Do cats suffer from separation anxiety?
We think of cats as independent creatures who thrive best when they are alone, that is not true! Here's how to recognise if your cat suffers from separation anxiety.
Cat separation anxiety | Does your cat suffer from it?
It is easy to think that cats are naturally more independent than dogs, and therefore do not suffer from separation anxiety, as many dogs do. If you think of feral felines such as tigers and pumas, then you are right. They don't suffer from separation anxiety. However, many domesticated house cats have an entirely different stance to sudden solidarity.
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Cat separation anxiety | What are the signs?
There are few scientific articles on the matter; however, the current accumulated research suggests that separation anxiety amongst domesticated cats does occur. A study published in 2015 indicates that because cats are social creatures, they establish bonds with their owners. When the owner is in absence, the cat may become distressed. The distress displayed is similar to the expressed dismay from dogs suffering from separation anxiety.
Many cats express playful and exploratory behaviours in the presence of their owners. However, when in the absence of their favourite human, these behaviours tend to diminish. Such a transition in behaviour suggests that the owner gives the cat security and stability.
The study published in 2015, reported that when cats were left alone, they expressed destructive behaviour, excessive vocalisation, agitation, depression-apathy, aggressiveness, defecation in inappropriate places and inappropriate elimination. The last refers to urinating and defecating in places it should not.
The most common places where inappropriate elimination occurred was in the 'owners bedroom floor and bed, below furniture in the living room, next to floor drains, carpets, sofas, plant vases, owner's clothes and the kitchen sink'.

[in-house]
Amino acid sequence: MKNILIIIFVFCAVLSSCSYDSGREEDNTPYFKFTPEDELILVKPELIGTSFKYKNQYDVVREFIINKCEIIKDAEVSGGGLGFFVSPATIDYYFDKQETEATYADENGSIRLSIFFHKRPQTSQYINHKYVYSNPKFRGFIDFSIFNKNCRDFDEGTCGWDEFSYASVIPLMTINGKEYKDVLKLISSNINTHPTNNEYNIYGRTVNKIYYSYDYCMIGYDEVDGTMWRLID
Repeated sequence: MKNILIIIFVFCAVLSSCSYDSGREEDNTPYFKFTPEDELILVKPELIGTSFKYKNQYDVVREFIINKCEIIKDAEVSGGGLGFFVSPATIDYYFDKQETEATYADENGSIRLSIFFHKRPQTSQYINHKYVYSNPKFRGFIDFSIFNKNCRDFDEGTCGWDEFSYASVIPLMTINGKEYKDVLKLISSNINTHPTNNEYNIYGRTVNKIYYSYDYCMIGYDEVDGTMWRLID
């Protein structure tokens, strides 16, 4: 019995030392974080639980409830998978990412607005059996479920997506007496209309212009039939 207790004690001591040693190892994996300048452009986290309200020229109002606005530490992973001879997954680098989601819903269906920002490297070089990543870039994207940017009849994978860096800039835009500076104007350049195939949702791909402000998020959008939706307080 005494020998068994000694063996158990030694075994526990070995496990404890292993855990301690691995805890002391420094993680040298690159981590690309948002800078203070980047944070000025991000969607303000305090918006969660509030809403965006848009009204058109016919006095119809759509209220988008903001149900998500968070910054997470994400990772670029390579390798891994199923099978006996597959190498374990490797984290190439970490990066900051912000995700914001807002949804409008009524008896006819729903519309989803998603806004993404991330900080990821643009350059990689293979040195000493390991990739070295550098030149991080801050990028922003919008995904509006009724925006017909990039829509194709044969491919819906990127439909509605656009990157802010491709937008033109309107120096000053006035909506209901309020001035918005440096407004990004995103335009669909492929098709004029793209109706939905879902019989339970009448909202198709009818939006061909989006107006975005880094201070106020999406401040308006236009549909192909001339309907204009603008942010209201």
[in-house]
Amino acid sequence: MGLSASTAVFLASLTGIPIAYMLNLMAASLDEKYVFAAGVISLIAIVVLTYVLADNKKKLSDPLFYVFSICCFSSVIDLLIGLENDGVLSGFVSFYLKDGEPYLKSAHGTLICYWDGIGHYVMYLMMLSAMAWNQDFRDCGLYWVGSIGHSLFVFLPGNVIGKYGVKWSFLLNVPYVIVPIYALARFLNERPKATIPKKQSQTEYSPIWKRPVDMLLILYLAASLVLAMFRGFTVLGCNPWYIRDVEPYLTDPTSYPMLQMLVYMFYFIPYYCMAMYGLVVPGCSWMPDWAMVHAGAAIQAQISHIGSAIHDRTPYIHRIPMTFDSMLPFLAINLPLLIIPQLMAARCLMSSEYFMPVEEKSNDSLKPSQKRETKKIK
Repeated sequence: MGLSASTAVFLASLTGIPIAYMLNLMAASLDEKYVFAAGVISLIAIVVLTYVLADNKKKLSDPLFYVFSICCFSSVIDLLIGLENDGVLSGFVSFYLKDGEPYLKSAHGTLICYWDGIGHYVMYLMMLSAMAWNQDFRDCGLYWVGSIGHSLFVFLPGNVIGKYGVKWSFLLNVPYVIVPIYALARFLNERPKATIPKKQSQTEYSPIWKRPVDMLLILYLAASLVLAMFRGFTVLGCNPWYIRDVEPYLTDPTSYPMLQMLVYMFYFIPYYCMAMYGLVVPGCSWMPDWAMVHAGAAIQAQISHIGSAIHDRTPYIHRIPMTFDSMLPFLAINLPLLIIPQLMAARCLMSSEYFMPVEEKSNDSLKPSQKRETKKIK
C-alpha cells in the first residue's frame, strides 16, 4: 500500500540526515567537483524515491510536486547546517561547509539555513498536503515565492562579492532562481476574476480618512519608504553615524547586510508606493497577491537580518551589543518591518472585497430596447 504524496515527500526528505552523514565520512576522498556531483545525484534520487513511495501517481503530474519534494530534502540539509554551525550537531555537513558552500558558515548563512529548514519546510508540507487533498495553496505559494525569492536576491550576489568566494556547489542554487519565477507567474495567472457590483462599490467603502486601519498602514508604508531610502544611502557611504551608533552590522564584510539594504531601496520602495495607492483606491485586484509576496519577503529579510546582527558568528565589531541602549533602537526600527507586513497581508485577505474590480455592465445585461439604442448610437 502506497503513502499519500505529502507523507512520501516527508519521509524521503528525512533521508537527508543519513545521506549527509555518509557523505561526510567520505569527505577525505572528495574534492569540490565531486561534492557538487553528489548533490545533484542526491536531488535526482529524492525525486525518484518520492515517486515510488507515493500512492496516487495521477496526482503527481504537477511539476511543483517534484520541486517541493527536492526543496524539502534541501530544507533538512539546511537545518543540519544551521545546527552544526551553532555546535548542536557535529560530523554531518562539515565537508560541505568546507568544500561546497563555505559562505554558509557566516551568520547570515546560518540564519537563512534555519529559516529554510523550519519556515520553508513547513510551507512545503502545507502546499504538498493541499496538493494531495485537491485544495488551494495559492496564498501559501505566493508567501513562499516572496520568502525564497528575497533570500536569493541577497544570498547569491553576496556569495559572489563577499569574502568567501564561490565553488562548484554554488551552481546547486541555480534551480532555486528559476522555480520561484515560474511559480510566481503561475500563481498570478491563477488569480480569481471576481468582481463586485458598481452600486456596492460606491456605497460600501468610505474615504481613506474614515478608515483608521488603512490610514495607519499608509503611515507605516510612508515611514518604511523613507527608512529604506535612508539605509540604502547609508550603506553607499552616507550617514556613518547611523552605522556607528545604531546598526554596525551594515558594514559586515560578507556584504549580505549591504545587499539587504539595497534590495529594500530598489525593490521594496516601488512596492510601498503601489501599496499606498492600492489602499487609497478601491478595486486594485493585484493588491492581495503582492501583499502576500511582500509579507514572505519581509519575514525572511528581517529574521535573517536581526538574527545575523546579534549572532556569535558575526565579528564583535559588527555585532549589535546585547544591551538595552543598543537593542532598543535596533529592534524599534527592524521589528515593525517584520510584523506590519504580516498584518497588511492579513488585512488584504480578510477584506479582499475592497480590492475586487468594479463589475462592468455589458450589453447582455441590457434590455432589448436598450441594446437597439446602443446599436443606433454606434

None of the mentioned symptoms are behaviours a cat owner wants their cat to express. It can be perceivable as both sad and annoying. People who have cats that become destructive when left alone have a bigger risk of getting rid of their cat, especially if they don't recognise it as separation anxiety but simply an unmannered cat. This shows the importance of awareness around the topic.
However, few owners wish to get rid of their pets and are willing to go great lengths to keep their feline, if possible. So, can anything be done about separation anxiety?
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Cat separation anxiety | Treatment?
Because there are few studies regarding separation anxiety among cats, there are even fewer about the treatment. However, several experienced cat behaviourists have touched on the subject. Though it might not be officially scientific advice, their experiences are just as valuable as scientific research when resources are limited.
One highly recognised cat behaviourist is the American superstar, Cat Daddy aka Jackson Galaxy. He posted a series of tips on his YouTube channel.
- Play with your cat before you leave. Grant the cat some bonding time to ramp him down a little. Then calm the cat down properly with its meal just before you go.
- Or, feed him half the meal before you leave, and leave the rest in a puzzle toy to keep it occupied for a while. It might forget you're not there.
- Jacksons prime tip is not to say anything before you leave. Don't make a big deal out of it.
- Another tip of his is to make your own cat TV. Place some bird trays outside your living room window, and this will stimulate the cats' instincts for hours. It won't even notice you are gone.
- Get another cat. A common tip for owners of highly social cats is to get another cat to keep each other company. This might be the best way, but we understand if you smell double trouble
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